Re: HTTP/3 Prioritization Proposal

On 04/05/2019 14:26, Patrick Meenan wrote:

> tx credit round robin is basically the default HTTP/2 prioritization of 
> even weighting across streams, isn't it? If so and the content being 

I think you may have missed the point.

PRIORITY isn't implemented in lws, but it does implement tx credit more 
or less.  And you can simulate PRIORITY by the client using tx credit 
modulation to control how much of what can come at any given time.

> served is web pages to a browser it can be as much as an order of 
> magnitude slower than if the priorities were honored (Chrome mitigates 
> this a bit currently by holding back requests because...wait for 
> it....the current state of priority support is pretty bad).

Yeah... maybe there's a reason for that.

> If you have a typical page with a few blocking scripts and stylesheets 
> in the head, a bunch of images (some visible, some not) and more scripts 
> at the end of the document, delivering them in priority order lets the 
> browser start rendering the content by just loading the 
> scripts/stylesheets in the head (and then prioritizing the images).  If 
> you round-robin all of the streams the page will be blank until 
> everything finishes downloading and then it will finally display. Not 
> only is that an order of magnitude slower compared with HTTP/2 servers 
> that do support priorities, it's also MUCH slower than HTTP/1.1.

... order of magnitude eh...

> I'm sure there are cases where it doesn't matter (and maybe those are 
> the cases where libwebsockets is used) but it is absolutely critical for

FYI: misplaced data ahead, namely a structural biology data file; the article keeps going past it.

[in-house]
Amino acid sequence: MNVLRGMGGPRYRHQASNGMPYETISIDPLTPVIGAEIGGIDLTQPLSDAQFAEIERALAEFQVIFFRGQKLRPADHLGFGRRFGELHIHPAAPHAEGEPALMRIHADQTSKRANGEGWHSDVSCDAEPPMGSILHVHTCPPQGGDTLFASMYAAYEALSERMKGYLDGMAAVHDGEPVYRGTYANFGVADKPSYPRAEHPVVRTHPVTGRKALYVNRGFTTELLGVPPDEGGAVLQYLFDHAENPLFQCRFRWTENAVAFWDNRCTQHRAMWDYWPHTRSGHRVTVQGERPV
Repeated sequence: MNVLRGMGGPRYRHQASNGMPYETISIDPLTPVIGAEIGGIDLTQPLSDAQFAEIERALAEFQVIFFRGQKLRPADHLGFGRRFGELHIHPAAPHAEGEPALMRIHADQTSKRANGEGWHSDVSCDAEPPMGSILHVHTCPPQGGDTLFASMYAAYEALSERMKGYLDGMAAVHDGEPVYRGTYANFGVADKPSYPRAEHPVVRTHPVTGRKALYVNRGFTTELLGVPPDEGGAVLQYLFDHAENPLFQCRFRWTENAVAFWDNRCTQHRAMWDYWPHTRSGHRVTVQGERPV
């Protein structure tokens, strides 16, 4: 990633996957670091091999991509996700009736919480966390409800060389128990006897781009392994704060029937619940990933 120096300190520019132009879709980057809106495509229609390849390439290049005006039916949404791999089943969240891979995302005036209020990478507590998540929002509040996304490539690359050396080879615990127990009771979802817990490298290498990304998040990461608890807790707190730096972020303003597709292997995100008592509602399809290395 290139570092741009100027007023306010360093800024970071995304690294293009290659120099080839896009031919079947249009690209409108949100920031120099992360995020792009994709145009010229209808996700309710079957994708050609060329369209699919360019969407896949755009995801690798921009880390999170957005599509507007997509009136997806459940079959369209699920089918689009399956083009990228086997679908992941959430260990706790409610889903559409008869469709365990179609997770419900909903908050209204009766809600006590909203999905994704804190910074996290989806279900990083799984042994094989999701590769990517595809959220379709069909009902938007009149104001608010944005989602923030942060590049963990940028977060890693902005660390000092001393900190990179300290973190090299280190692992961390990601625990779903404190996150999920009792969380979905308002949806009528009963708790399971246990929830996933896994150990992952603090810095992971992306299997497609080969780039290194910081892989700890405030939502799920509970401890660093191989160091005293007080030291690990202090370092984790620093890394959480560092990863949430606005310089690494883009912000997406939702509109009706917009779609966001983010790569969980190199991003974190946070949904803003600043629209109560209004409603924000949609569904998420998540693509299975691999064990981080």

No it isn't.  Nothing breaks... everything works just fine without it. 
You can quite happily trade off its complexity and memory footprint by 
ignoring it and eating some reduction in speed the first time the site 
is visited.  There's a clientside cache in the browser case that can be 
populated once and will likely stay there a year or whatever.  Then much 
of this struggle and complexity turns out to be over "prioritizing" 
which few bytes of a 304 you get first after the first access.

In the cases there are advantages to controlling the ordering, PRIORITY 
and all points south like "stream reprioritization", priority trees, etc 
are artifacts and states that live in the client and can stay there, 
simply driving client decisions about stream WINDOW_UPDATE emission to 
get almost the same result implicitly.

> browser <-> server connections. There's also a good chance that your 
> users don't realize it isn't supported or don't realize it isn't working 
> (which is entirely believable given the current situation 
> <>).

Lws operates at the very low end, down to things like esp32.  In that 
world, the expense of the tls tunnel is really high (even with mbedtls, 
 > 32KB per tunnel just for buffers on machines with < 200KB global 
heap).  The tunnels are slow to set up with large keys in the certs too. 
  Using h2 to mux inside one tls context is already a huge win.  In 
these case optimizing ordering is unimportant.


> On Sat, May 4, 2019 at 1:23 AM Andy Green < 
> <>> wrote:
>     On 03/05/2019 21:26, Ian Swett wrote:
>      >
>      > On Tue, Jan 29, 2019 at 3:12 PM Patrick McManus
>     < <>
>      > < <>>> wrote:
>      >
>      >
>      >     On Tue, Jan 29, 2019 at 2:56 PM Patrick Meenan
>     < <>
>      >     < <>>> wrote:
>      >
>      >         As far as I can tell, the placeholder streams serve to handle
>      >         the Firefox use case of using idle streams for groupings,
>      >
>      >
>      >       yes.. and you can probably solve for that in a simpler way by
>      >     having an explicit set of groups with simple ways to share
>     between them.
>      >
>      >     But what I think you really need to do with your proposal is